For example,
quickCheck (withMaxSuccess 1000 p)
will test p
up to 1000 times.
within :: Testable prop => Int > prop > Property Source #
Considers a property failed if it does not complete within the given number of microseconds.
Note: if the property times out, variables quantified inside the
within
will not be printed. Therefore, you should use within
only in the body of your property.
Good: prop_foo a b c = within 1000000 ...
Bad: prop_foo = within 1000000 $ \a b c > ...
Bad: prop_foo a b c = ...; main = quickCheck (within 1000000 prop_foo)
once :: Testable prop => prop > Property Source #
Modifies a property so that it only will be tested once.
Opposite of again
.
again :: Testable prop => prop > Property Source #
Modifies a property so that it will be tested repeatedly.
Opposite of once
.
mapSize :: Testable prop => (Int > Int) > prop > Property Source #
Adjust the test case size for a property, by transforming it with the given function.
Conjunction and disjunction
(.&.) :: (Testable prop1, Testable prop2) => prop1 > prop2 > Property infixr 1 Source #
Nondeterministic choice: p1
.&.
p2
picks randomly one of
p1
and p2
to test. If you test the property 100 times it
makes 100 random choices.
(.&&.) :: (Testable prop1, Testable prop2) => prop1 > prop2 > Property infixr 1 Source #
Conjunction: p1
.&&.
p2
passes if both p1
and p2
pass.
(..) :: (Testable prop1, Testable prop2) => prop1 > prop2 > Property infixr 1 Source #
Disjunction: p1
..
p2
passes unless p1
and p2
simultaneously fail.
What to do on failure
counterexample :: Testable prop => String > prop > Property Source #
Adds the given string to the counterexample if the property fails.
printTestCase :: Testable prop => String > prop > Property Source #
Deprecated: Use counterexample instead
Adds the given string to the counterexample if the property fails.
whenFail :: Testable prop => IO () > prop > Property Source #
Performs an IO
action after the last failure of a property.
whenFail' :: Testable prop => IO () > prop > Property Source #
Performs an IO
action every time a property fails. Thus,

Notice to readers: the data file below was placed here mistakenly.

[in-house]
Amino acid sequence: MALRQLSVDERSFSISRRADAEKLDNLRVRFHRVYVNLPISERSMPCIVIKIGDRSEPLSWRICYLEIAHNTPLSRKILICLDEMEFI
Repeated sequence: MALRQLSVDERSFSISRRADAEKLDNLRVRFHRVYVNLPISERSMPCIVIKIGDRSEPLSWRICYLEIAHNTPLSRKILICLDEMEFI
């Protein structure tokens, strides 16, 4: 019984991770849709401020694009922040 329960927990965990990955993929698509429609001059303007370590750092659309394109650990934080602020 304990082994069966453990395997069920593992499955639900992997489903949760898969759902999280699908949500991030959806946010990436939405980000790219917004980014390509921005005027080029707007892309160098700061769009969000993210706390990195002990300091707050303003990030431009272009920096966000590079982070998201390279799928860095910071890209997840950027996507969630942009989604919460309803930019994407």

if shrinking is done, this can be used to keep track of the
failures along the way.
expectFailure :: Testable prop => prop > Property Source #
Indicates that a property is supposed to fail. QuickCheck will report an error if it does not fail.
Analysing test case distribution
label :: Testable prop => String > prop > Property Source #
Attaches a label to a test case. This is used for reporting test case distribution.
For example:
prop_reverse_reverse :: [Int] > Property prop_reverse_reverse xs = label ("length of input is " ++ show (length xs)) $ reverse (reverse xs) === xs
>>>
quickCheck prop_reverse_reverse
+++ OK, passed 100 tests: 7% length of input is 7 6% length of input is 3 5% length of input is 4 4% length of input is 6 ...
Each use of label
in your property results in a separate
table of test case distribution in the output. If this is
not what you want, use tabulate
.
collect :: (Show a, Testable prop) => a > prop > Property Source #
Attaches a label to a test case. This is used for reporting test case distribution.
collect x = label (show x)
For example:
prop_reverse_reverse :: [Int] > Property prop_reverse_reverse xs = collect (length xs) $ reverse (reverse xs) === xs
>>>
quickCheck prop_reverse_reverse
+++ OK, passed 100 tests: 7% 7 6% 3 5% 4 4% 6 ...
Each use of collect
in your property results in a separate
table of test case distribution in the output. If this is
not what you want, use tabulate
.
Reports how many test cases satisfy a given condition.
For example:
prop_sorted_sort :: [Int] > Property prop_sorted_sort xs = sorted xs ==> classify (length xs > 1) "nontrivial" $ sort xs === xs
>>>
quickCheck prop_sorted_sort